The best snorkeling spots are usually anywhere there’s a coral reef because coral provides both food and shelter for the small colorful fish and sea life that we see when we snorkel.
Snorkeling in the Caribbean
Trunk Bay on St. John in the U.S. Virgin Islands
Trunk Bay has such good snorkeling that there’s a self-guided 205m-long (673-ft.) trail with large underwater signs that identify species of coral and other items of interest. The beach at Trunk Bay has showers, changing rooms, equipment rentals, and a lifeguard.
Buck Island on St. Croix in the U.S. Virgin Islands
There are more than 250 species of fish, as well as a variety of sponges, corals and crustaceans, at this U.S. National Park Service protected coral reef.
Curacao Underwater Marine Park on Curacao
Sunken ships, gardens of hard and soft coral, and millions of fish are a snorkeler’s treat at this Marine Park off of Curacao’s southern coast.
Stingray City on Grand Cayman
This is one of the few great snorkeling spots that aren’t at a coral reef. You can swim with, pet, and feed dozens of Atlantic Southern Stingrays who congregate at the warm, shallow waters of Stingray City.
No Name Beach on Klein Bonaire in Bonaire
All of Bonaire’s abundant coral reefs are a designated National Marine Park zone, but the best snorkeling is at Klein Bonaire. Some of the things you can expect to see here are fire and orange cup corals, angel fish, tube sponges, and sea turtles.
Snorkeling in Hawaii
Hanauma Bay on Oahu in Hawaii
Hanauma Bay is probably the most well-known of Hawaii’s snorkeling spots because of its location on Oahu, not far from Honolulu and Waikiki Beach, and its high fish population. Despite its popularity (which sometimes results in large crowds), Hanauma Bay is where you’ll find the best snorkeling in Oahu. Some of the marine life you might see at Hanauma Bay include butterfly fish, parrot fish, damsel fish, surgeon fish, moorish idol, tang, wrasse, cardinal fish, squirrel fish, big eyes, perch, chub, trigger fish, goat fish, snapper, porcupine fish, hawk fish, jacks, mullet, trumpet fish, cornet fish, needle fish, eels, crustaceans, and invertebrates.
Molokini Crater off of Maui in Hawaii
The island of Maui has what many people consider the best snorkeling in Hawaii, and Molokini is the best snorkeling in Maui. It’s a partially sunken volcanic crater that can be accessed only by boat. With fantastic visibility that provides clear viewing up to 150 feet deep and 250 different species of fish – some found nowhere else on earth – Molokini Crater is one of the world’s best places to snorkel.
Kapalua Bay on Maui in Hawaii
Kapalua has a nice, protected sandy beach with good snorkeling on the north side. Its calm waters are especially good for beginners.
Honaunau Bay on the Big Island in Hawaii
Honaunau Bay is fronted by large, smooth, lava rocks that are just about the same height as the water line. That makes it a perfect place to sit and put on your snorkel gear. The water’s depth near shore averages about 10 feet and then drops significantly towards the center of the bay. The result is a snorkel spot that attracts a large variety of marine life and is good for beginner through expert snorkelers (and divers).
Ke’e Beach Park on Kauai in Hawaii
Ke’e Beach on Kauai’s North Shore offers great snorkeling during summer months when the ocean is calm. Snorkelers have the opportunity to see a wide variety of colorful fish, and possibly even green sea turtles. The beach itself looks like a tropical fantasy with its lush backshore vegetated by ironwood trees, coconut palms, ti, and guava.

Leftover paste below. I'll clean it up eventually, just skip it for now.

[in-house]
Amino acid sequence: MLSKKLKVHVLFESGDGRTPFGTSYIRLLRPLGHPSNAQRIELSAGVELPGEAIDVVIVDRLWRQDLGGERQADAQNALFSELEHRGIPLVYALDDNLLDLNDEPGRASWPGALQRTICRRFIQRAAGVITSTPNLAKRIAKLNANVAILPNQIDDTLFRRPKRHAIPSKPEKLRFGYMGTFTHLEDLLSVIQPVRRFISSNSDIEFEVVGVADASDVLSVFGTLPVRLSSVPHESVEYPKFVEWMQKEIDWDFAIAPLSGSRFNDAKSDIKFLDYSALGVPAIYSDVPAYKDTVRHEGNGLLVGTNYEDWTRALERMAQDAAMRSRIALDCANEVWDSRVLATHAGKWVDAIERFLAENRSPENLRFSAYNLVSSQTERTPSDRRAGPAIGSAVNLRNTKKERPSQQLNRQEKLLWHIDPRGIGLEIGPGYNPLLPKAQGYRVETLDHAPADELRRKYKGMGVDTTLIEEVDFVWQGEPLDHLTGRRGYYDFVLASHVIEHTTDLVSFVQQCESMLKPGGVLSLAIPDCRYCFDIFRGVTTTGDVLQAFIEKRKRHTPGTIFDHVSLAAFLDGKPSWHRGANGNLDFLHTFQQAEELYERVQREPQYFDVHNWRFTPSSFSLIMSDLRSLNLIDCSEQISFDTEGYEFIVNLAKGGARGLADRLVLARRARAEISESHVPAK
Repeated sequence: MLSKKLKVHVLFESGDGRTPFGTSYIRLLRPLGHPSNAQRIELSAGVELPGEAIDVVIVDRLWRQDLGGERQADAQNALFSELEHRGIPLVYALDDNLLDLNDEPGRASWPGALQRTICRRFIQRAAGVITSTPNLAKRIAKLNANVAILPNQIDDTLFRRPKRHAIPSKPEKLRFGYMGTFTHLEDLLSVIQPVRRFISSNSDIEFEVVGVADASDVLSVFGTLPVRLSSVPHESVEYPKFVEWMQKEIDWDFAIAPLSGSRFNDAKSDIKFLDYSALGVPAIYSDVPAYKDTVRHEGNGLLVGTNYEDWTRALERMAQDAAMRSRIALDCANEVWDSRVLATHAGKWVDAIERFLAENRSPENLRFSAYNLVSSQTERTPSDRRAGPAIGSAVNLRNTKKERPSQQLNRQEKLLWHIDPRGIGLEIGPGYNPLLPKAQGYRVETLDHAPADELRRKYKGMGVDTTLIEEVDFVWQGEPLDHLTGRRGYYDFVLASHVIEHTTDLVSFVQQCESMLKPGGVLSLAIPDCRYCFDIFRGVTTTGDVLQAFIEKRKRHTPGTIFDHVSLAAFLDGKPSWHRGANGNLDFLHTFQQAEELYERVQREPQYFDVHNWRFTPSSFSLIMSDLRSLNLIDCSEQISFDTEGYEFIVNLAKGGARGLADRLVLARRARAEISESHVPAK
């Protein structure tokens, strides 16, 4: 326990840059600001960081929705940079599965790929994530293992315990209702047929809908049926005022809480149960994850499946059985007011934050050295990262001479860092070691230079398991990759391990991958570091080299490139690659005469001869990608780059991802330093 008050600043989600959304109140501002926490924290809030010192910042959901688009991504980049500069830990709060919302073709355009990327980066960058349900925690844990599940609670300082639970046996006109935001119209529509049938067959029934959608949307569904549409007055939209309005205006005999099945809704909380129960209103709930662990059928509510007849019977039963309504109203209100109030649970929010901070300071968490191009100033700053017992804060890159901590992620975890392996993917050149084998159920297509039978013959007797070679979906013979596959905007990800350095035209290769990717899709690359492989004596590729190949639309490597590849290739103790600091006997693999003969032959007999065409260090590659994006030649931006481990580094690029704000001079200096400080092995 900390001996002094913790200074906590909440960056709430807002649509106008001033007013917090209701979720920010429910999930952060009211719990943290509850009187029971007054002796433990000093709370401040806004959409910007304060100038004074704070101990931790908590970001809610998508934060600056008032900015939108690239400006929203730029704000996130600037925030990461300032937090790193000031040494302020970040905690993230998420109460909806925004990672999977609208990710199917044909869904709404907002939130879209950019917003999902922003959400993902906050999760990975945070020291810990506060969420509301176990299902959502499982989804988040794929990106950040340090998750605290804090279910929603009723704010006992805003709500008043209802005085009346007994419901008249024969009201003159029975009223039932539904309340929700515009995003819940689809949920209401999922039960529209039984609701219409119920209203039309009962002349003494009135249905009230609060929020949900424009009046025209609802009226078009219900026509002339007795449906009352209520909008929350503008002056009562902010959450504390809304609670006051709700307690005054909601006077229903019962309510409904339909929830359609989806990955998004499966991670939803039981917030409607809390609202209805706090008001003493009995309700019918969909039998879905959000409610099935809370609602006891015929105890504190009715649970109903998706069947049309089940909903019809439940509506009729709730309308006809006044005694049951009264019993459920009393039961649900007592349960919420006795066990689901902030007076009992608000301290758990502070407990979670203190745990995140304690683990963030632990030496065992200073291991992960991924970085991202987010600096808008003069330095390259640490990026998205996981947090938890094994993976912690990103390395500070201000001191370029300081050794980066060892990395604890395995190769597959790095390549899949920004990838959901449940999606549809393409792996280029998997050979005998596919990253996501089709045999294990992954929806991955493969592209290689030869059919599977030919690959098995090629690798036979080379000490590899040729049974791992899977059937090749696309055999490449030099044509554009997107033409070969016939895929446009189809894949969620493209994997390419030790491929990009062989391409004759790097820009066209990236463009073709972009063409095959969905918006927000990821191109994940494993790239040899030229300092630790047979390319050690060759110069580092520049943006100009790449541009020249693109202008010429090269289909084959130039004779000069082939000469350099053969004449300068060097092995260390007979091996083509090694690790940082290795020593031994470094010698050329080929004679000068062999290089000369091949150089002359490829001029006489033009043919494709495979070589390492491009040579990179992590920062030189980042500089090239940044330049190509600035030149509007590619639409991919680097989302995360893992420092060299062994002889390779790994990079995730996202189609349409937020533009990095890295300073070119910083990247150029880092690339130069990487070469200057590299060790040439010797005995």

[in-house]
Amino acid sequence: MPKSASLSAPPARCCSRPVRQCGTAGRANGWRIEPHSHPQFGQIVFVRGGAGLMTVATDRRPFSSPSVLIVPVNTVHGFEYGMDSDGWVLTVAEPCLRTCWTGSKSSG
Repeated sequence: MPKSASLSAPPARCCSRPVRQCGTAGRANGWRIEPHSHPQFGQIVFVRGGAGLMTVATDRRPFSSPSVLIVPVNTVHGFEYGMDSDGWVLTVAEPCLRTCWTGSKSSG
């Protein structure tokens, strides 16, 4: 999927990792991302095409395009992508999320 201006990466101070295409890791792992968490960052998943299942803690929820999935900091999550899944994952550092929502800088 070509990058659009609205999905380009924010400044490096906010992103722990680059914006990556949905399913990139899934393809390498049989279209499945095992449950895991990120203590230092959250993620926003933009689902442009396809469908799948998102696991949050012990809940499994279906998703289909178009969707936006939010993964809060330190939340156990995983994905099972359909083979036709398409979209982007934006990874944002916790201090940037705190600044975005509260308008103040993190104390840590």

Snorkeling in Florida
John Pennekamp Coral Reef State Park in the Florida Keys
“Established in 1963, John Pennekamp Coral Reef State Park was the first undersea park in the United States. John Pennekamp Coral Reef State Park, and the adjacent Florida Keys National Marine Sanctuary, cover approximately 178 nautical square miles of coral reefs, seagrass beds and mangrove swamps. The park extends 3 miles into the Atlantic Ocean and is approximately 25 miles in length.”
Dry Tortugas National Park in the Florida Keys
Dry Tortugas National Park is located about 70 miles west of Key West, Florida. It’s accessible by boat or seaplane. In addition to the abundant marine life you’ll find here, there are lots of shipwrecks in the area to be explored.
Biscayne National Park near Miami, Florida
Snorkeling in Biscayne National Park is offshore, so you’ll need a boat to get there. Once there you’ll be surrounded by crystal clear waters, colorful and healthy coral reefs brimming with marine life, and shallow water shipwrecks. Some of the marine life you might see include beautiful hard and soft corals, shrimp, fans and sponges, parrot fish, squirrel fish, trumpet fish, angel fish, and blue tang.
Crystal River in Crystal River, Florida
This is another one of those snorkeling spots that aren’t at a coral reef. Just as Stingray City is the place to snorkel with stingrays, Crystal River is the place to snorkel with manatees. The springs and protected estuary of Crystal River are the best place in the U.S. to encounter manatees. Make sure you follow the guidelines, though, because manatees are a protected species. Guides will gladly help you with manatee etiquette; for instance, gentle contact is allowed, but only if initiated by the manatee.
Looe Key Reef in the Florida Keys
Looe Key Reef is located about 5 miles offshore of Big Pine Key and is accessible by boat. The reef is home to over 150 species of fish including yellowtail, angel fish, parrot fish, barracuda, sergeant majors, moray eel, and around fifty species of coral, which have been growing here for over 700 years.
To many joyful beach experiences!
— Lisa Dworkin